A local Limavady man, Nelson McGonigle has published a new book entitled “Limavady and the Roe Valley Memories” containing old photographs of the people and places of bygone Limavady. There is also a small display at the Civic centre in town, so if you happen to be passing through its on til early January and its free.

I was surprised to find a few bottles on display and ones I’d never seen before. Couldn’t help it and had to snap them.

I was sure that Limavady didn’t have named Chemist bottles, happy to be proven wrong. G.W. Lawson Victoria Drug Hall Limavady & Joeseph Irwin Limavady Medical Hall.




The following is all the stuff I couldn’t take home with me from the auction houses. 😦 or bits I seen while out and about.


How good does that look, one of a very few of these still about. Seen this in one of the bars along Waterloo Street in the city. Not only was there a Canadian House in the city there was also an American Bar and they had a bottle too, both are highly sought after.


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July & August Carbooting & Collection Additions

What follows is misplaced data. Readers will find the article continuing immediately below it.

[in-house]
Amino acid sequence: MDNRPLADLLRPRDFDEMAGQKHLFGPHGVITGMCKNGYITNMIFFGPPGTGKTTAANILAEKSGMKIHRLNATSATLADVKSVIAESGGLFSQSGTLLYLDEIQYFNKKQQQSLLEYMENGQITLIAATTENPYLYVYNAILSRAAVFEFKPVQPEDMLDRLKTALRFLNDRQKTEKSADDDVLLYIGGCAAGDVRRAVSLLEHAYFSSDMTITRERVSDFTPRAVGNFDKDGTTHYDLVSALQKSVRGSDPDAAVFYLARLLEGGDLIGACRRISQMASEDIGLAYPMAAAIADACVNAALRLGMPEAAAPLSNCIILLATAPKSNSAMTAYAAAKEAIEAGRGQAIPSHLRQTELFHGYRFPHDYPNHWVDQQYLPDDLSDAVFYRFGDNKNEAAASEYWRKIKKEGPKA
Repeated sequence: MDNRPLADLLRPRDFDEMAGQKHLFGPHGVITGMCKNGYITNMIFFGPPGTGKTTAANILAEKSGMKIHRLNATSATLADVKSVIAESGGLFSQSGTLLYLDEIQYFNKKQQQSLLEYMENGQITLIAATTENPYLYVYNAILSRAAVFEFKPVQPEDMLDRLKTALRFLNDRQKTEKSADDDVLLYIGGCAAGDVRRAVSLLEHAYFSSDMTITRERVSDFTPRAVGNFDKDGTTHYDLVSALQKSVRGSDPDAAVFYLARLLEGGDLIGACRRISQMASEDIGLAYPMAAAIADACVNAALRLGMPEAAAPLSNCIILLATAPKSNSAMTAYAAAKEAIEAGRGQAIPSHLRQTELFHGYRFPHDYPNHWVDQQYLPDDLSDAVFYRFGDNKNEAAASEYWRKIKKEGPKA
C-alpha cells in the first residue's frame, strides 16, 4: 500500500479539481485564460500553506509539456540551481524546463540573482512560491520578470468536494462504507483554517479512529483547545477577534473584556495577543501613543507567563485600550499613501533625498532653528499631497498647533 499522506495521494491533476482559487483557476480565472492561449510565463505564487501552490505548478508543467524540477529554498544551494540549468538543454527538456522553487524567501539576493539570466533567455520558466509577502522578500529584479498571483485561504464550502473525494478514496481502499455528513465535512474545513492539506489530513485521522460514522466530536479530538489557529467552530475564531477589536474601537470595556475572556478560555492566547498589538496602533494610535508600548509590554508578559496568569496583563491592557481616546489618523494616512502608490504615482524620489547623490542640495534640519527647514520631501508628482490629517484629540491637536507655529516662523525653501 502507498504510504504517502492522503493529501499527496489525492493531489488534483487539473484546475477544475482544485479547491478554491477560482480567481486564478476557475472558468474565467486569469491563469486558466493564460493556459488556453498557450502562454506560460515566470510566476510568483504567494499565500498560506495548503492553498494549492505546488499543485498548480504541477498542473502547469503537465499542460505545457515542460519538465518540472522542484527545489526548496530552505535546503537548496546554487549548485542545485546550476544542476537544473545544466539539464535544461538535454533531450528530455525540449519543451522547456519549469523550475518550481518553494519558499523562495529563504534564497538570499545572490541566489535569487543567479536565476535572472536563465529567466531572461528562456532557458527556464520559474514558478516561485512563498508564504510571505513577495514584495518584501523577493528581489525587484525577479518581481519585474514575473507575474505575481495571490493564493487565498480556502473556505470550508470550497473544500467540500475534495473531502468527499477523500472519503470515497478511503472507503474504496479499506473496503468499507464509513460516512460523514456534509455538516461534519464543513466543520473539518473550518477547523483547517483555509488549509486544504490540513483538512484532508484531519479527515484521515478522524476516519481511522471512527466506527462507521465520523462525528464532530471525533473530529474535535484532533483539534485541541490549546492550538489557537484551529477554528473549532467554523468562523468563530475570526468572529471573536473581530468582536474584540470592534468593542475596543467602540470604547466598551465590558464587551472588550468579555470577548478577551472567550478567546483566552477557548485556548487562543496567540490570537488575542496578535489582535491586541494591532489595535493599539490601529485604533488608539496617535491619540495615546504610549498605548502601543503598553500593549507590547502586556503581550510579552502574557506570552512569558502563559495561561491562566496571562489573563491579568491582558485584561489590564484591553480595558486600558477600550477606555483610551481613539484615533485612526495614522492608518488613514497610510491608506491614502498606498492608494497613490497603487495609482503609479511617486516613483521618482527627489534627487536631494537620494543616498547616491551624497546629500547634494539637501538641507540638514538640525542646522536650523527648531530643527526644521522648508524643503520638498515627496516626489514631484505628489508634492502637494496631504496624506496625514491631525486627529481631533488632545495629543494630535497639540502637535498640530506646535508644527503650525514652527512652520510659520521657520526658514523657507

It’s been a 50/50 Summer Weather wise, haven’t got to nearly as many bootsales as I could’ve., even so I’ve added quite a few really good items to my ever growing collection beyond the Auctions that happened at the start of July.


1st up is this charming little half Gallon flagon from Patrick Murphy Ballymena, I collect this name in particular because they had a depot not more than a mile from my home.


What a line up, Hey? Not all got in the one go mind you but don’t they look good. The Black Watt print is harder to come by than the blue print ones, normally it’s the other way about with bottles, the blue print being a more expensive option but A.A Watt at the time where the worlds biggest supplier of whiskey so money was not an issue.

The Thwaites and the Guinness Double Stout where both had at the same table at a random one off bootsale at an Equestrian Centre and where had for a very reasonable price. So perhaps there is merit in seeking out these slightly more upmarket venues.